Bright and Dark Plains near Ganges Chasma
NASA/JPL/University of Arizona

Bright and Dark Plains near Ganges Chasma
ESP_020061_1720  Science Theme: Geologic Contacts/Stratigraphy
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This HiRISE image shows a mixture of bright and dark terrain along the plains just West of Ganges Chasma.

The concentration of these bright patches adjacent to an old impact crater suggests that the bright patches could represent ejecta from when the crater formed. This would be an interesting discovery because it would mean that a different unit underlies the surface we now see. Alternatively, much of the plains in this region appear to have a dark surficial cover, probably aeolian debris. Where this darker debris has been removed by the wind, the underlying brighter substrate would be exposed.

Mineralogic information from the CRISM instrument would be very useful for determining if the bright patches contain minerals indicative of water, such as clays, or if they are basalts produced from volcanic eruptions.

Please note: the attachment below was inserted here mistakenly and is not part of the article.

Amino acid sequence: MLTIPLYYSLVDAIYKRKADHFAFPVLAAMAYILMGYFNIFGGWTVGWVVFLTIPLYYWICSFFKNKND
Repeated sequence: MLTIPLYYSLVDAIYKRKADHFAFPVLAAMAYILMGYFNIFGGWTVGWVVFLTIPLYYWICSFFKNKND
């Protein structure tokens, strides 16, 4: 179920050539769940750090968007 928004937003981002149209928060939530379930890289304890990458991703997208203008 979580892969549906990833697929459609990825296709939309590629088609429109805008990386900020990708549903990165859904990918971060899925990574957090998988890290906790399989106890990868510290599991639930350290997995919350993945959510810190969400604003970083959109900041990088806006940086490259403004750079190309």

Written by: Cathy Weitz   (5 January 2011)



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Acquisition date:06 November 2010 Local Mars time: 3:41 PM
Latitude (centered):-7.979° Longitude (East):306.182°
Range to target site:261.7 km (163.5 miles)Original image scale range:26.2 cm/pixel (with 1 x 1 binning) so objects ~79 cm across are resolved
Map projected scale:25 cm/pixel and North is upMap projection:Equirectangular
Emission angle:2.4° Phase angle:53.7°
Solar incidence angle:56°, with the Sun about 34° above the horizon Solar longitude:176.6°, Northern Summer
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North azimuth:97° Sub-solar azimuth:12.3°
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North azimuth:270°Sub solar azimuth:187.1°

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For information about NASA and agency programs on the Web, visit: http://www.nasa.gov. NASA's Jet Propulsion Laboratory, a division of the California Institute of Technology in Pasadena, Calif., manages the Mars Reconnaissance Orbiter for NASA's Science Mission Directorate, Washington. Lockheed Martin Space Systems is the prime contractor for the project and built the spacecraft. The HiRISE camera was built by Ball Aerospace and Technology Corporation and is operated by the University of Arizona. The image data were processed using the U.S. Geological Survey’s ISIS3 software.